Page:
During the course of this appeal, this Court directed the parties to address the enforceability of the redemption agreement under Illinois law, which both parties agree controls.3  Upon consideration of the supplemental briefs filed by the parties, we conclude that Mitchell Investment has failed to prove compliance with state statutory procedures governing retirement of permanent reserve capital. We thus affirm the District Court, albeit on grounds not relied on by that Court.

The Illinois Savings and Loan Act4  establishes a procedure for redeeming the permanent reserve capital of a savings and loan association, including a requirement that the Illinois Commissioner of Savings and Loan Associations (Commissioner) approve of the proposed redemption.5  Mitchell Investment concedes that Telegraph Savings is governed by the Act.6  The record contains no evidence that Telegraph Savings complied with the statutory procedure for retiring or redeeming the permanent reserve shares held by Mitchell Investment. Since the subscription agreement provides that the redemption payments are subject to restrictions imposed by state statutes, securing the approval of the Commissioner is in the nature of a condition precedent to the obligation of Telegraph Savings, or its successor or assign, to redeem the stock. Absent proof of compliance with this condition precedent, the Court is precluded from reaching the issue of the FSLIC's alleged breach or unjust enrichment. If the FSLIC has any contractual obligation--a question we do not reach--that obligation would arise only after the Commissioner approves the redemption plan. See RESTATEMENT (SECOND) OF CONTRACTS Sec. 225(1) (1981) (performance of a duty subject to a condition cannot become due unless the condition occurs or non-occurrence is excused). The positive law of Illinois cannot be abrogated by private contract.

The FSLIC argues that the redemption agreement is unenforceable under the Illinois Business Corporation Act,7  which provides in part that " [n]o purchase of [a corporation's] own shares shall be made at a time when the corporation is insolvent or when such purchase would render the corporation insolvent."8  In a related proceeding concerning the propriety of the takeover of Telegraph Savings, the Seventh Circuit Court of Appeals affirmed a finding that at the time of the takeover Telegraph Savings was insolvent. See Telegraph Savings, 703 F.2d at 1027-29. Such a finding is not part of the record in this case, however, because the parties did not see this as an issue in the District Court. Absent evidence of insolvency in this record, the Court will pretermit resolution of this issue.9 IV.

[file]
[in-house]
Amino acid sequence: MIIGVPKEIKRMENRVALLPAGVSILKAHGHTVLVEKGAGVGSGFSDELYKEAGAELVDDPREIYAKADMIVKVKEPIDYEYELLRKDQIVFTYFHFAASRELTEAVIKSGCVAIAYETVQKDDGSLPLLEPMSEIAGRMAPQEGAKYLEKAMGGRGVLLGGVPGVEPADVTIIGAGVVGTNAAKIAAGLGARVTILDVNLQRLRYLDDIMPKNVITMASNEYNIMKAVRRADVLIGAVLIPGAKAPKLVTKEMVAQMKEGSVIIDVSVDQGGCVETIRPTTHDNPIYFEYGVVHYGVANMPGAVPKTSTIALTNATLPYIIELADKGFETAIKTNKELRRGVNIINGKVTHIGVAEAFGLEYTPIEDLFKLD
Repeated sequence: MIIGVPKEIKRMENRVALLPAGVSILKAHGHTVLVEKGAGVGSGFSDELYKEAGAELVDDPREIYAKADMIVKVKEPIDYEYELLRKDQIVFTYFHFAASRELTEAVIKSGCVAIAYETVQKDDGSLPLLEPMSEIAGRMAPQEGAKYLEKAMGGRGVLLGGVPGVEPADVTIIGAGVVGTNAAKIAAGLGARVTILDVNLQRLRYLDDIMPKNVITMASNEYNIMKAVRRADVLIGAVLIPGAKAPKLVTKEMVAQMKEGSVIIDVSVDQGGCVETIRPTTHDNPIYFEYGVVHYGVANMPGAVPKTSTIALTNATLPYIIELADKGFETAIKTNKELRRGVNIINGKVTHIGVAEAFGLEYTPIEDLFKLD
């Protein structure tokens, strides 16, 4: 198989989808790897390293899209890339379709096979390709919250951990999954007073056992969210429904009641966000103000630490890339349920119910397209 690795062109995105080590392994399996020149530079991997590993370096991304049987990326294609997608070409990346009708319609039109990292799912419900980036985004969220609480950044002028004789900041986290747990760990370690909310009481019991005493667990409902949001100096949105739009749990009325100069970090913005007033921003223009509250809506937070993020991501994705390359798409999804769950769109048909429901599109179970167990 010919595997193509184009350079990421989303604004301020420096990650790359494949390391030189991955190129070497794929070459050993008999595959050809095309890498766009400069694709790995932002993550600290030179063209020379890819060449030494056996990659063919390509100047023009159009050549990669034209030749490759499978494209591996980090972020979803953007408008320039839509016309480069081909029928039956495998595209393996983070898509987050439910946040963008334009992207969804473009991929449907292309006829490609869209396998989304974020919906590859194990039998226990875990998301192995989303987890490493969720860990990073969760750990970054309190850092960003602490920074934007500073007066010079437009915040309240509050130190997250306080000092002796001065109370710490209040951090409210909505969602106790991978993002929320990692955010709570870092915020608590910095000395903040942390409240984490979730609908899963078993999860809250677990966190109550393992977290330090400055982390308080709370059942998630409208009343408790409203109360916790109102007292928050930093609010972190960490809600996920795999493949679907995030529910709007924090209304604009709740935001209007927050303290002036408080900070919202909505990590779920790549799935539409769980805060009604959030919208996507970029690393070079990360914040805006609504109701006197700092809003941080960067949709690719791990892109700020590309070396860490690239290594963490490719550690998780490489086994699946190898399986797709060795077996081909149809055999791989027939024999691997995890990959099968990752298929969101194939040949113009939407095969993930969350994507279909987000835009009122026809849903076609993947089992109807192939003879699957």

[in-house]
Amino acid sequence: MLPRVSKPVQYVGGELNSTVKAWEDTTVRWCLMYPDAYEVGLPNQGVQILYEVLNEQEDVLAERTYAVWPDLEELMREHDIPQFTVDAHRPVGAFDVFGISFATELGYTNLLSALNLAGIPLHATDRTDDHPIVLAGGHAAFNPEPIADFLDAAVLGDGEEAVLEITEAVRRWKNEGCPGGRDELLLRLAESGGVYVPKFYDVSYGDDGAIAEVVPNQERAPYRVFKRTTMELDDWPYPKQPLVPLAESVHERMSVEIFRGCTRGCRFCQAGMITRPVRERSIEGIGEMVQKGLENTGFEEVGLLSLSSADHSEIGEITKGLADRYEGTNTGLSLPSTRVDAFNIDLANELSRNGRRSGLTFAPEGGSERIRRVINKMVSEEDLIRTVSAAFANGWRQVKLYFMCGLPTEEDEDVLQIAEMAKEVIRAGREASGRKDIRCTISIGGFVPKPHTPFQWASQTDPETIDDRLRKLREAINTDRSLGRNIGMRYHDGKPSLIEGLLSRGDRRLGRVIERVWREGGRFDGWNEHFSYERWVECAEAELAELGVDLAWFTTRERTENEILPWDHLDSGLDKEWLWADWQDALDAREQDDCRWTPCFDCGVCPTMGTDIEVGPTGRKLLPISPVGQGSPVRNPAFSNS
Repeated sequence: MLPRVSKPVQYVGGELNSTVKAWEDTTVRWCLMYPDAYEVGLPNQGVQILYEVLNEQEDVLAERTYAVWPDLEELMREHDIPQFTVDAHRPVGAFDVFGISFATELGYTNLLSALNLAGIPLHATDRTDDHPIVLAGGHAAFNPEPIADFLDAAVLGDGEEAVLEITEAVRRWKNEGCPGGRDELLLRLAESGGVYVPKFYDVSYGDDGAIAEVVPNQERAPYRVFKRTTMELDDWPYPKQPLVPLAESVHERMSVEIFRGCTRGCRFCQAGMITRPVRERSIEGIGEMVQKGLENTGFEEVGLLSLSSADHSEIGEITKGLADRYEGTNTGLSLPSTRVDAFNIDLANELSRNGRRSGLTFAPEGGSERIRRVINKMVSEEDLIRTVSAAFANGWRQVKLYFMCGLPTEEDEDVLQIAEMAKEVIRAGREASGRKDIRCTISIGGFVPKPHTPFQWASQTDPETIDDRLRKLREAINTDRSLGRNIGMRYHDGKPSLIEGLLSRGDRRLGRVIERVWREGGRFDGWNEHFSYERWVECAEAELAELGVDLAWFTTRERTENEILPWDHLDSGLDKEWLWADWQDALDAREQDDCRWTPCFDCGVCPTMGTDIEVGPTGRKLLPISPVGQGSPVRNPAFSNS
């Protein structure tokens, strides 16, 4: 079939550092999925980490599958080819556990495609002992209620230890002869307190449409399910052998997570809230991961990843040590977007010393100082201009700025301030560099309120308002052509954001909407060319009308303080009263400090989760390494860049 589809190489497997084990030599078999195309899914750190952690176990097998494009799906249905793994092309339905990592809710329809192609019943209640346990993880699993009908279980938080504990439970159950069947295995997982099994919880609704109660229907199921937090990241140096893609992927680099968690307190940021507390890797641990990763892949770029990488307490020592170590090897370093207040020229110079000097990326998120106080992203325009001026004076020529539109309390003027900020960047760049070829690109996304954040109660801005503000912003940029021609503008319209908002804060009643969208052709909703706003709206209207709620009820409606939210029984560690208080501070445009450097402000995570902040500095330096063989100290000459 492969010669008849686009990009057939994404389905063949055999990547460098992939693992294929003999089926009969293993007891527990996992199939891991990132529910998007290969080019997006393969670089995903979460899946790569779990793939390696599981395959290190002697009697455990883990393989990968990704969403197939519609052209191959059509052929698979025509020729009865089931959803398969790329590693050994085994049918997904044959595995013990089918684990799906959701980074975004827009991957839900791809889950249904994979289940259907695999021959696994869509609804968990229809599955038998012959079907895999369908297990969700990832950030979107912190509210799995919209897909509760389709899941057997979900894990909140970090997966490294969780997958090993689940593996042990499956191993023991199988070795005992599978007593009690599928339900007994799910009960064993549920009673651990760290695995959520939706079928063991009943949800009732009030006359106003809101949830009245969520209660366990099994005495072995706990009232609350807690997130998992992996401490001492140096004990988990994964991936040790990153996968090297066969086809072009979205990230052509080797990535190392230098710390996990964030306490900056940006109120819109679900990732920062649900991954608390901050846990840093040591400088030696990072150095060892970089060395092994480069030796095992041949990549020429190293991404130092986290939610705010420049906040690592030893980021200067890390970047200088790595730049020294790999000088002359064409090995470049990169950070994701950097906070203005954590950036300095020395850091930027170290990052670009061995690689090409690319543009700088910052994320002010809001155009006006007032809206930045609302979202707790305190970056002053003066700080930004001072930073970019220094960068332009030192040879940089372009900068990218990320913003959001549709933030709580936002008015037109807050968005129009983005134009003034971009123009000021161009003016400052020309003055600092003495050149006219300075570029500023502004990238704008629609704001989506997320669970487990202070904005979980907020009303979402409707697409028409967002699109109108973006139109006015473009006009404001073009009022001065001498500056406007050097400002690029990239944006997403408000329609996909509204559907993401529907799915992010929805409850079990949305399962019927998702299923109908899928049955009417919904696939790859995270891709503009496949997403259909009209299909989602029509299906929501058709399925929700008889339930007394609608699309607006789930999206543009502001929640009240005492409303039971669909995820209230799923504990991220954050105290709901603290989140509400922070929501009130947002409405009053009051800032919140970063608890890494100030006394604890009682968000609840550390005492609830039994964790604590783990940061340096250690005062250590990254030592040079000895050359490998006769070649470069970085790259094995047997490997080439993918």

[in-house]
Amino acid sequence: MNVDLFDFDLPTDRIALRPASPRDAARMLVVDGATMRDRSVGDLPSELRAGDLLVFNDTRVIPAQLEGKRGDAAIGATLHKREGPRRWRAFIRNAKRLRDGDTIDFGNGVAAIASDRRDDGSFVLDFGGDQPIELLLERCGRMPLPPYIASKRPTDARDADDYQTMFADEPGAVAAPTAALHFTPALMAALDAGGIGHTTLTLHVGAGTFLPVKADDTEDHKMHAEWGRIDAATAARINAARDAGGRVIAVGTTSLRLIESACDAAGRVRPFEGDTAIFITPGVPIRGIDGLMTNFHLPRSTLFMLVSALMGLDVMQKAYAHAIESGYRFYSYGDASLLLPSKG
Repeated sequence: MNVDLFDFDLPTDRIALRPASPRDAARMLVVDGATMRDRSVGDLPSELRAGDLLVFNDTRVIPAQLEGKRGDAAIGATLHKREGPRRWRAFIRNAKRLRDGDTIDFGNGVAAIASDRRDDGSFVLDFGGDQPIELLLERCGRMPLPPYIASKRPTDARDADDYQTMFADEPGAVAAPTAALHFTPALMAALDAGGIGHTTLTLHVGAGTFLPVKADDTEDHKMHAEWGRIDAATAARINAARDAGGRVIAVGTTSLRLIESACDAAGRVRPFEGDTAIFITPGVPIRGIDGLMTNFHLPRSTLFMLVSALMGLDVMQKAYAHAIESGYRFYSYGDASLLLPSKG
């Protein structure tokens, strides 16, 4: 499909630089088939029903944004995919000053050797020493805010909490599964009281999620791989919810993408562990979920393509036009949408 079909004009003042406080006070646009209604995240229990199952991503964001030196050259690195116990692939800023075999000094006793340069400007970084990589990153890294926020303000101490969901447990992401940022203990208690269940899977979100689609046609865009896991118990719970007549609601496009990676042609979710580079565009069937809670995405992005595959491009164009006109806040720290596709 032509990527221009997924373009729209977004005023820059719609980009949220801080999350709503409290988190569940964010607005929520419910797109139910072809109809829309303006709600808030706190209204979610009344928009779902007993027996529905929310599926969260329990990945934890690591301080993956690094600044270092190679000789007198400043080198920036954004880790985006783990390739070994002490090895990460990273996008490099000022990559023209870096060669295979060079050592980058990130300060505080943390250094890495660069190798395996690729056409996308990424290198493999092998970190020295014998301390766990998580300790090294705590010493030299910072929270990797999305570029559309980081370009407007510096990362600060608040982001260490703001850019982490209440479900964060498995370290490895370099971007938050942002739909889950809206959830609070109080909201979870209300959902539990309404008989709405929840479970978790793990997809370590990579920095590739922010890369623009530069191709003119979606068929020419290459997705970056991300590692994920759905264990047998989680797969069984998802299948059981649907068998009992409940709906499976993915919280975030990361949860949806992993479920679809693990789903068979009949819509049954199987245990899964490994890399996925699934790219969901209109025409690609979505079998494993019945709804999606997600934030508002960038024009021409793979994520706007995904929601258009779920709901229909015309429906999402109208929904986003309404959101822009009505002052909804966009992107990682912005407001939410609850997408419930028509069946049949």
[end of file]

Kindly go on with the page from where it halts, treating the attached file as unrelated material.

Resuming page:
For the reasons stated above, the judgment of the District Court is affirmed, but without prejudice to Mitchell Investment to bring another action after complying, if possible, with the Illinois statutory procedure for redemption of the permanent reserve shares.10 


Illinois savings and loan associations can issue two kinds of equity: withdrawable capital accounts and permanent reserve shares. Illinois Savings and Loan Act Sec. 4-1, ILL.ANN.STAT. ch. 17, Sec. 3091 (Smith-Hurd 1981). Withdrawable capital accounts, although treated as equity for some purposes, are essentially savings deposits and they must be insured. Permanent reserve shares, on the other hand, are equity investments analogous to stock commonly issued by corporations not governed by special regulatory schemes. They "function as secondary reserves out of which losses are paid when all other available reserves have been exhausted [;] such stock is not withdrawable until all liabilities of the association have been satisfied in full. Permanent reserve shares are basically risk capital and function as protection for withdrawable capital accounts." Lanigan v. Apollo Savings, 30 Ill.App.3d 781, 332 N.E.2d 591, 595 (1975) (citations omitted); accord Lanigan v. Apollo Savings, 52 Ill. 2d 342, 288 N.E.2d 445 (1972)

The record does not disclose why Mitchell Investment chose to purchase permanent reserve shares instead of a less risky investment device.


The FSLIC, "an instrumentality of the United States," is organized as a "body corporate" and has many of the attributes of private corporations. 12 U.S.C. § 1725(c) (1982). In addition to its powers as an insurer of deposits, the FSLIC has statutory authority to act as a receiver when a state chartered savings and loan association is in default. See 12 U.S.C. § 1729(c) (1) (A) (1982). For a discussion of the role of the FSLIC acting as receiver for state associations, see Senate Report No. 1263, 90th Cong., 2d Sess., reprinted in 1968 U.S. CODE CONG. & AD.NEWS 2530, 2535